In April 1930, Manning-Bowman introduced a line of 17 electric clocks. Although the line consisted primarily of traditional wood-cased models, it included four chromium-plated models of modernistic design. The movements for the models were produced by the Hammond Clock Company. 

 

Manning-Bowman expected the new clock line to match or exceed the success of the company’s household appliance line. Introducing a high-end line of clocks just months after the stock market crash proved to be a serious mistake. With models that dwarfed the industry leader Telechron in both size and price, the entire line was discontinued in little more than a year, with discounts of 50 percent or more to clear inventory. Manning-Bowman President Reginald Tracy committed suicide in 1931, reportedly because of personal losses suffered in the stock market crash and the failure of the clock line.

 

Despite the failure of the Manning-Bowman clock line, chromium plating became commonplace on clocks produced by other manufacturers of both spring-wound and electric clocks, and for both cases and trim. 

 

Furniture

Developments in metal production in the 1920s had a major impact on furniture design. One of the most dramatic was the development of seamless steel tubing that offered light, strong, and reasonably inexpensive framing.

 

One of the highlights of the 1925 Paris Exposition was the tubular steel furniture by Marcel Breuer and Le Corbusier. The steel was likely an alloy containing chromium to add strength and resistance to corrosion. Breuer tried to nickel-plate his chair but was not satisfied with the results.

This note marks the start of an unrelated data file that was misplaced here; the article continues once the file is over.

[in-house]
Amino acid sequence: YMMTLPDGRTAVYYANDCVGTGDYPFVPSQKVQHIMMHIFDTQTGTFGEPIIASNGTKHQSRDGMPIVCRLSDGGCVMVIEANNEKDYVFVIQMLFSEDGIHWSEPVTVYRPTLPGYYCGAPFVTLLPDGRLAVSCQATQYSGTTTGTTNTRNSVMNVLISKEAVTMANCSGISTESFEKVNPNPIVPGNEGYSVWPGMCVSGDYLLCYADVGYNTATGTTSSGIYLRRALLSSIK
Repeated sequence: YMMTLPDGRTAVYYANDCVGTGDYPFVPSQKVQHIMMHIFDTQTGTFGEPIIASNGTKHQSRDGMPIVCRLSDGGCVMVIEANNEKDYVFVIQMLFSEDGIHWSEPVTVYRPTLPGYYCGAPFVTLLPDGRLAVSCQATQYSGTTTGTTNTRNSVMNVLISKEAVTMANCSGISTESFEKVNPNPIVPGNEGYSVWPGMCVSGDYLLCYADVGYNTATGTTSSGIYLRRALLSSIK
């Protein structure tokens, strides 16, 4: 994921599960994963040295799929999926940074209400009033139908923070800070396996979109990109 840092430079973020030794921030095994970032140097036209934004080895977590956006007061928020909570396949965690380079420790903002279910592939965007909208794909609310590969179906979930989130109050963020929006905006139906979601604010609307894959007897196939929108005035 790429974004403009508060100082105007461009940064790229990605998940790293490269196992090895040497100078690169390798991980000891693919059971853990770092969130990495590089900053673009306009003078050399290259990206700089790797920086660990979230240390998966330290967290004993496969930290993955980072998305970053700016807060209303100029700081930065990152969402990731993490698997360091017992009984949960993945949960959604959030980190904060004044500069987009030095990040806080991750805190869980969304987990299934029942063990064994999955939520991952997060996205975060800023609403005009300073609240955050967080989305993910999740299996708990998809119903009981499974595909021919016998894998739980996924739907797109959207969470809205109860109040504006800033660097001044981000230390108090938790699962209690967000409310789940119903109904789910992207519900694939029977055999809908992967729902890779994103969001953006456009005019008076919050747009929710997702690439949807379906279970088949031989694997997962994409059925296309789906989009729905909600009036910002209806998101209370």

Four years after the Paris Exposition, the Howell Company of Lake Charles, Illinois, began producing seamless chromium-plated tubular steel frames trademarked Chromsteel. Howell’s Chromsteel furniture gained national attention at the Century of Progress Exposition. Howell hired Wolfgang Hoffmann as its principal designer.

 

Other companies quickly entered the market with their own designs for chromium-plated tubular furniture. Companies included Lloyd Manufacturing Company of Menominee, Michigan, with designs by KEM Weber, Alfons Bach, Lydia Larsen, Alfred Turner, and Elof Klar. Larsen was touted as “bringing that deft feminine touch so essential to objects for the home.” Additional companies included Royal Metal Manufacturing Company of Chicago, with designs by Donald Deskey, and Troy Sunshade Company of Troy, Ohio, with designs by Gilbert Rohde.

 

A wide variety of chromium-plated objects from the 1930s is still available to collectors today, many in excellent condition, thanks to the ingenuity of the inventors and designers of the Art Deco era.

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Lloyd Chromium-plated furniture from a mid1930s catalog

 
About the Author:

 Jim Linz is the author of five celebrated books on Art Deco including Art Deco Chrome. Linz is the President Emeritus of the Art Deco Society of Washington and editor/publisher of its quarterly magazine, Trans-Lux. As an antique dealer, Linz sells primarily at Modernism shows.

 

All Photos: From the collection of the author